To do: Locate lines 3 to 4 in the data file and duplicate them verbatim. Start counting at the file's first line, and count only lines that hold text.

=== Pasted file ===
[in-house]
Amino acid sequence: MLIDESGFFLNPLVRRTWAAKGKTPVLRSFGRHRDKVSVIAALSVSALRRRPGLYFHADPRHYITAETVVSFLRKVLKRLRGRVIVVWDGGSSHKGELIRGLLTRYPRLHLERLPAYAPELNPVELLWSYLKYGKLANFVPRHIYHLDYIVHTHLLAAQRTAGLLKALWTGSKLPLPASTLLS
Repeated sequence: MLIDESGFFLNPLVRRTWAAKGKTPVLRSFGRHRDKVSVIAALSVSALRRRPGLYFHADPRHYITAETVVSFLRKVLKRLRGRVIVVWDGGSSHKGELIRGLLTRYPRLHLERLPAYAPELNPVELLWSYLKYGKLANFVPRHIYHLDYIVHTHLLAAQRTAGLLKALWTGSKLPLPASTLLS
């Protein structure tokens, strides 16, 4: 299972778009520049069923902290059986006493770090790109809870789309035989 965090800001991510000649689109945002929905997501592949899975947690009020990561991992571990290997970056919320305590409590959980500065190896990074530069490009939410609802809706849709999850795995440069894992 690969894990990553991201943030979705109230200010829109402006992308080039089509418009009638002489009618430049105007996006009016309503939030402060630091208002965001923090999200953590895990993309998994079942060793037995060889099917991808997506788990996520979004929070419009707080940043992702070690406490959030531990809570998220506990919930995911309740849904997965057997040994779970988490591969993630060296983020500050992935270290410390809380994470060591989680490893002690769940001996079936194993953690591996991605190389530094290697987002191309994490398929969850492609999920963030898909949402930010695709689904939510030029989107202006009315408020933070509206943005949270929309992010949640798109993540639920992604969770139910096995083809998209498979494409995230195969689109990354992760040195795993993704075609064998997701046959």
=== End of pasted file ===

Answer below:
Repeated sequence: MLIDESGFFLNPLVRRTWAAKGKTPVLRSFGRHRDKVSVIAALSVSALRRRPGLYFHADPRHYITAETVVSFLRKVLKRLRGRVIVVWDGGSSHKGELIRGLLTRYPRLHLERLPAYAPELNPVELLWSYLKYGKLANFVPRHIYHLDYIVHTHLLAAQRTAGLLKALWTGSKLPLPASTLLS
């Protein structure tokens, strides 16, 4: 299972778009520049069923902290059986006493770090790109809870789309035989 965090800001991510000649689109945002929905997501592949899975947690009020990561991992571990290997970056919320305590409590959980500065190896990074530069490009939410609802809706849709999850795995440069894992 690969894990990553991201943030979705109230200010829109402006992308080039089509418009009638002489009618430049105007996006009016309503939030402060630091208002965001923090999200953590895990993309998994079942060793037995060889099917991808997506788990996520979004929070419009707080940043992702070690406490959030531990809570998220506990919930995911309740849904997965057997040994779970988490591969993630060296983020500050992935270290410390809380994470060591989680490893002690769940001996079936194993953690591996991605190389530094290697987002191309994490398929969850492609999920963030898909949402930010695709689904939510030029989107202006009315408020933070509206943005949270929309992010949640798109993540639920992604969770139910096995083809998209498979494409995230195969689109990354992760040195795993993704075609064998997701046959």